Obamacare, the Foreclosure Crisis and the Rule of Law
Simply put, the legal debate over Obamacare largely centered on the individual mandate, a law that would require people to buy health insurance whether they wanted to or not.
A little to my surprise, the Supreme Court did uphold it, although as a tax.
During the passing of the healthcare law, it seemed that the president assumed that the government had the ability to force people to buy a product from a private company that they did not necessarily want.
The mandate’s survival in the Supreme Court on a much narrower standard apparently leaves the question far from settled.
I felt that there was little, if any, constitutional analysis done by the president and his team when they decided to pass the mandate, except for the fact that they perceived a compelling need for it.
And that’s how the debate over the healthcare law reminded me of the legal debate during the foreclosure crisis.
Back when I started defending homeowners, the judges took a simple view: You borrowed the money, therefore you owe the money, so you have to pay it back.
No one stopped to think whether the banks bringing these foreclosures had the constitutional right to do so.
No one asked whether the banks had fulfilled their legal requirements before filing suit, such as properly assigning notes and knowing who owned the mortgage.
Instead, there was a preference for expediency. Since the homeowner borrowed the money and owed the money, the homeowner had to pay. The banks would be able to sort out who actually owned anything among themselves, and the most important thing was to get the home away from the homeowner.
In both the healthcare and foreclosure crises, the central question for me has always been: How do you solve the problems of the masses without trampling over the rights of the individual?
While it is necessary to nurse the housing market back to health and to avoid creating moral hazard by rewarding those people who did not pay their mortgage, it seems to me that too often the “solutions” violate the rights of the individual.
Personal rights have always been a central pillar of this country, even when it would have been easier to do otherwise. This has always been a country that did what was right, not what was easy.
To protect personal rights, we must follow the rule of law. Otherwise, civilization runs amok.
Take the original O.J. Simpson verdict. We can debate the facts ad nauseam, but he was acquitted in part because the police, through their own conduct, violated O.J.’s constitutional rights.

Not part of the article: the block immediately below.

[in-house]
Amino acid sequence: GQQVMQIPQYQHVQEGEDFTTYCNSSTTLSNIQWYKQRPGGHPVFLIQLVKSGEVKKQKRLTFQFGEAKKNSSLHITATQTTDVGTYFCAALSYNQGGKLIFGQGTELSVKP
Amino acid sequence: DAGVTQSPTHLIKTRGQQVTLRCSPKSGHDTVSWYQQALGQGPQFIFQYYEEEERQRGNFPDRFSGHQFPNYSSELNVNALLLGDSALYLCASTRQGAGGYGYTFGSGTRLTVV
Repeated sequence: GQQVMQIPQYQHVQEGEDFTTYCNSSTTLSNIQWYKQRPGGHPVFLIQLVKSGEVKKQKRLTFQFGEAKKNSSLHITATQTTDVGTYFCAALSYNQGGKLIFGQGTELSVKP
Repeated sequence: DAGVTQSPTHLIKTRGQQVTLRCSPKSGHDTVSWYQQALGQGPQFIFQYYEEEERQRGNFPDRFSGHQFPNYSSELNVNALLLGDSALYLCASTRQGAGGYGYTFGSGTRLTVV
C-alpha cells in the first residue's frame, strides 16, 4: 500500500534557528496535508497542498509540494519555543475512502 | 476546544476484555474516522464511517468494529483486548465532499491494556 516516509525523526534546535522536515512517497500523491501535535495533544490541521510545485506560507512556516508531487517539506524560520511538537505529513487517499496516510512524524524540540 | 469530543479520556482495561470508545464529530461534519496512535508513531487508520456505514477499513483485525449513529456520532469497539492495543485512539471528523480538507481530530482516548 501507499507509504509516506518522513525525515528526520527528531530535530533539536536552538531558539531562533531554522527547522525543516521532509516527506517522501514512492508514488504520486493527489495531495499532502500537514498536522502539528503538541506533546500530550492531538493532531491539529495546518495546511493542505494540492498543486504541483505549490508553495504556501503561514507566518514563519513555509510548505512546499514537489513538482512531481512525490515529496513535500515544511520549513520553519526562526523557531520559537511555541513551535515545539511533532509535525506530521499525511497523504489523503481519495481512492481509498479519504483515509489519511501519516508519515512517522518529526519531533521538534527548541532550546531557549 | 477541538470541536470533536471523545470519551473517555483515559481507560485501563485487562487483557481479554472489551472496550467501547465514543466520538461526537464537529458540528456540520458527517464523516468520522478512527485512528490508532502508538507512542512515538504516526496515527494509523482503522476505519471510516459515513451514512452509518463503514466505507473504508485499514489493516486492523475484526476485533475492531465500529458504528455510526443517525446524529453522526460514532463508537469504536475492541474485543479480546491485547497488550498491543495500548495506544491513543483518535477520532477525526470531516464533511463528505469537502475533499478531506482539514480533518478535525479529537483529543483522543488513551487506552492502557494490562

Many argued that he should have been convicted anyway, but as we all learned in fourth-grade civics, it is the responsibility of the judiciary to maintain the rule of law above all else in order to protect the system and the next guy.
Otherwise, those who have power, like the police, the government, or the banks, will be able to take advantage of those who do not.
In the foreclosure crisis, this means throwing out foreclosure suits that do not have all of the legal requirements fulfilled. It is a form of penalization to make sure that people get things right.
When the foreclosure crisis began, that penalization was sorely missing. Thankfully, we are now starting to see that push back from the judges and lawyers, who are saying:
“Wait a minute! Maybe the banks did overreach, and maybe they did take people’s homes away from them illegally. Maybe they even denied people their constitutional rights.”
The important thing now is that the right people in the right places are starting to ask the right questions. We are beginning to see a convergence of the political process, economic expediency and the legal system.
Yes, these are baby steps. But everyone crawls before they walk, and everyone walks before they run. We are starting to see that the legal system has recognized that it was played for a patsy by the banks.
So what does this have to do with Obamacare? Simple: The Supreme Court put the rule of law above all else, including politics and expediency.
The foreclosure courts are finally starting to do the same.
In The Trenches